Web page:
No Natives Means More Gambling Revenue For Illinois - NBC Chicago
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No Natives Means More Gambling Revenue For Illinois



    *This draft has changed from the original version.

    Is Illinois guilty of unabashed greed for pursuing legislation to set up more gambling outlets in the state, including the City of Chicago?

    The state has a history of greed, so it would come as no surprise if that was the motivation of proponents such as Mayor Rahm Emanuel and the like who want to see slots at racetracks and airports and a casino in downtown Chicago.

    For an example of that greed, just look to this state’s history.

    During the land-grab days of the 1800s, Illinois’ fledgling immigrant population was all-too-happy to grab the ancestral lands of the Sauk, Fox and Illiniwek Native American tribes --- that is, after these European and British settlers had made in-roads into trading.

    In 1804, leaders of the Sauk and Fox tribes struck a deal with the Governor of Indiana Territory to cede their lands in Illinois and move west of the Mississippi.

    The land-grab angered one Native American leader named Black Hawk, and nearly 30 years later he started organizing raids across the Mississippi River.  

    Illinois and Michigan Miltia-men ended up killing Black Hawk and warriors in Wisconsin at the battle of Bad Axe.  
    Because of that abhorrent history, Illinois is now one of the few states with no Indian reservations.

    If Illinois had not expelled its native tribes, those tribes would likely enjoy the benefits of native run casinos and the like. If Illiniwek, Sauk and Fox natives still lived on their ancestral lands, the Illinois legislature might not even be talking about more casinos, because the state would have all the gambling it needed.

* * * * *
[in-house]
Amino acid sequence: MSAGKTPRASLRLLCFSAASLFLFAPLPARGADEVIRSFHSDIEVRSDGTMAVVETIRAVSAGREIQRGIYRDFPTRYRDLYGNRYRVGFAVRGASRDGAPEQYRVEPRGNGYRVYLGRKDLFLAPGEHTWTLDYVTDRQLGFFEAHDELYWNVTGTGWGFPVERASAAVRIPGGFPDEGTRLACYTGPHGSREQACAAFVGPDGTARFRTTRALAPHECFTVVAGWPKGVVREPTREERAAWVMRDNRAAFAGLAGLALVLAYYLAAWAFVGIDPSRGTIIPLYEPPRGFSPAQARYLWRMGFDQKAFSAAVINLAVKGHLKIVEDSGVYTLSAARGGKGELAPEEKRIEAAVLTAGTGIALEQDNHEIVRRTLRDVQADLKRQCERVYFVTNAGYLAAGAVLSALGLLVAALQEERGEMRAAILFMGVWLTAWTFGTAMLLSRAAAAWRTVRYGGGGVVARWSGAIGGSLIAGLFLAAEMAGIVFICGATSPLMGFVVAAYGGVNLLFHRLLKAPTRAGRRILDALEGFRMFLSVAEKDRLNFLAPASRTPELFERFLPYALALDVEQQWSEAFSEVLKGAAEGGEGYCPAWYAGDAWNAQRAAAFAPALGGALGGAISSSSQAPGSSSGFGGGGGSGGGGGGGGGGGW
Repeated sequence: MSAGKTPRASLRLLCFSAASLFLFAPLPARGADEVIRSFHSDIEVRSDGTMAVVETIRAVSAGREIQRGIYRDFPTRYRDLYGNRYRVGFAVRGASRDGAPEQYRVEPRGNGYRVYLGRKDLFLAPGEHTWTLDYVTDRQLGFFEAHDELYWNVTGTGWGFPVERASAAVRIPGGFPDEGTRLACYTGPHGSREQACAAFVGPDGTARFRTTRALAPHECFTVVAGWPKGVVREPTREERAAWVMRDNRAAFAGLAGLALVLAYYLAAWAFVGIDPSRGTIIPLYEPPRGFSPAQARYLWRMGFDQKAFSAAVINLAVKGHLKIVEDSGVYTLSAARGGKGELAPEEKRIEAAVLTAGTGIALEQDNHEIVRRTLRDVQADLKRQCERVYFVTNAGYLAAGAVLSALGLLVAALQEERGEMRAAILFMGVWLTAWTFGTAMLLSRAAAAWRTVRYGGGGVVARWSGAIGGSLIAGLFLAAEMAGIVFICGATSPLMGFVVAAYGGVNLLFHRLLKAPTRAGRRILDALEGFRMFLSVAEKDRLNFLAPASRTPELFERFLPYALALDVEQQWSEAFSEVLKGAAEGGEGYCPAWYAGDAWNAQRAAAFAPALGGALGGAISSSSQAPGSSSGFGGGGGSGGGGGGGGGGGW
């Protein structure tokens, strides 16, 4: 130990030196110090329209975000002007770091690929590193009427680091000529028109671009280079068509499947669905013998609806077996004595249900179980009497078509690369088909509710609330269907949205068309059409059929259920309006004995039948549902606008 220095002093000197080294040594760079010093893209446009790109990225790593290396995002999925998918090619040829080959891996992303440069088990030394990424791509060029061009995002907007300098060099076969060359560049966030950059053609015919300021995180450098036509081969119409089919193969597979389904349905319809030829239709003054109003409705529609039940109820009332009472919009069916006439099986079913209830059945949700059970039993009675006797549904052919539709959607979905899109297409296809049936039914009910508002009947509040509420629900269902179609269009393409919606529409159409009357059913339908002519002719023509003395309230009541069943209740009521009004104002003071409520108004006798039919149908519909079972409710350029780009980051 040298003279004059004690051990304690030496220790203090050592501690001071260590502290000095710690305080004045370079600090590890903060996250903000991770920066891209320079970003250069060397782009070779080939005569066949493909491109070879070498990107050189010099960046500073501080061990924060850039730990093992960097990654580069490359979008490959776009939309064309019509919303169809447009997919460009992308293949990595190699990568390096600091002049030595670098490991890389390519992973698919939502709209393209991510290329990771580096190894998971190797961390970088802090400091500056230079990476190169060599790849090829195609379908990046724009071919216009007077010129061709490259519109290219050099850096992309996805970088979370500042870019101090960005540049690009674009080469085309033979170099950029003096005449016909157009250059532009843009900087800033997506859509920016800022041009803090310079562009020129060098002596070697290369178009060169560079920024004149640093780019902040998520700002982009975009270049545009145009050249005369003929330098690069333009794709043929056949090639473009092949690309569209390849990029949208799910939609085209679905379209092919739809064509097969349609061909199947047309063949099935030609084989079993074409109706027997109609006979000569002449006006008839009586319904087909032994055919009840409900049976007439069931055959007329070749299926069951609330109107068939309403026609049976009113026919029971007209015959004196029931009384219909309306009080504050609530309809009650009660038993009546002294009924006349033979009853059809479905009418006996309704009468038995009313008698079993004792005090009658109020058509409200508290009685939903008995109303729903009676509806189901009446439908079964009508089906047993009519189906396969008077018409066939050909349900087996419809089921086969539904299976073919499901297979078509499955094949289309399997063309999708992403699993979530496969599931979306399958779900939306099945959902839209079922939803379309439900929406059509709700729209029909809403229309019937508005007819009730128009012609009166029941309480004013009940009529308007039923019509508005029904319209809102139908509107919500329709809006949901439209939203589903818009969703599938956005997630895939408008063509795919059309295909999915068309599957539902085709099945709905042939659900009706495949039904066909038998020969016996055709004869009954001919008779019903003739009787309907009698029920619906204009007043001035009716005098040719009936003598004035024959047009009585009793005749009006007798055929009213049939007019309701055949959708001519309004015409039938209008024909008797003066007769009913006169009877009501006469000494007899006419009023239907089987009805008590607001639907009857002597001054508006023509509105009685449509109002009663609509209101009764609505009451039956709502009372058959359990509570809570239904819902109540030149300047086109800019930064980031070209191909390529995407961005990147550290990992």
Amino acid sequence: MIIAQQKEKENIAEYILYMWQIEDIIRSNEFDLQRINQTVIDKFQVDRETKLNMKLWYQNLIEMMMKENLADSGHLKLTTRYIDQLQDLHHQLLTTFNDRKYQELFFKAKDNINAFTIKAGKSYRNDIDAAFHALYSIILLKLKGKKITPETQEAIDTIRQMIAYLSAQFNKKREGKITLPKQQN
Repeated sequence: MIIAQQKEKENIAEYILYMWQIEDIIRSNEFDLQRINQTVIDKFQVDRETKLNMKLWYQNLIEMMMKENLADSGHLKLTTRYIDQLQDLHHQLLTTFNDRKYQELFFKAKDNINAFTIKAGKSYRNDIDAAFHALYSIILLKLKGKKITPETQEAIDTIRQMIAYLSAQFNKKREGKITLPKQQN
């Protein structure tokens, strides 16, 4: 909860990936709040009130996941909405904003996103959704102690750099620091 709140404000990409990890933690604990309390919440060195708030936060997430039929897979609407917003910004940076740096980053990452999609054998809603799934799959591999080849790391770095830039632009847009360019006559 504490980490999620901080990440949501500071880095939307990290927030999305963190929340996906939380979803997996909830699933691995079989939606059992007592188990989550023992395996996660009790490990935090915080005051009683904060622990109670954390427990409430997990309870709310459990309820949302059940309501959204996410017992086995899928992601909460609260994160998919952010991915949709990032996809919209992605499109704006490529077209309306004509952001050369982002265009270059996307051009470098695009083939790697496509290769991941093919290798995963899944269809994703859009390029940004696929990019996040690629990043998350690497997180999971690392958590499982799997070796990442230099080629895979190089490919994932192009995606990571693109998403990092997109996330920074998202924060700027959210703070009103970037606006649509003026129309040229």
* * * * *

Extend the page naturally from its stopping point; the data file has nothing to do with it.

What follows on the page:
Michigan, for example, has 24 casinos, but only the three in Detroit are regulated by the state. The rest are operated by the Ojibwe, Odawa and Pottawattomi tribes.

    Indian casinos became legal in 1987, after the Supreme Court ruled that tribes are sovereign entities not subject to state gambling laws. Not coincidentally, states began setting up their own casinos shortly after. If the Indians could do it, why shouldn’t they get in the game, too? Illinois legalized riverboat gambling in 1990.

    The closest Indian casinos to Chicago are Potawatomi Bingo in Milwaukee and Four Winds in New Buffalo, Mich. Although Indian-casino slots are often more popular with gamblers, because they can link to nationwide jackpots, both casinos are a long drive for casual gamblers.

    Illinois has an opportunity to reap more money from gambling than most states all because we honed our greed 175 years ago.

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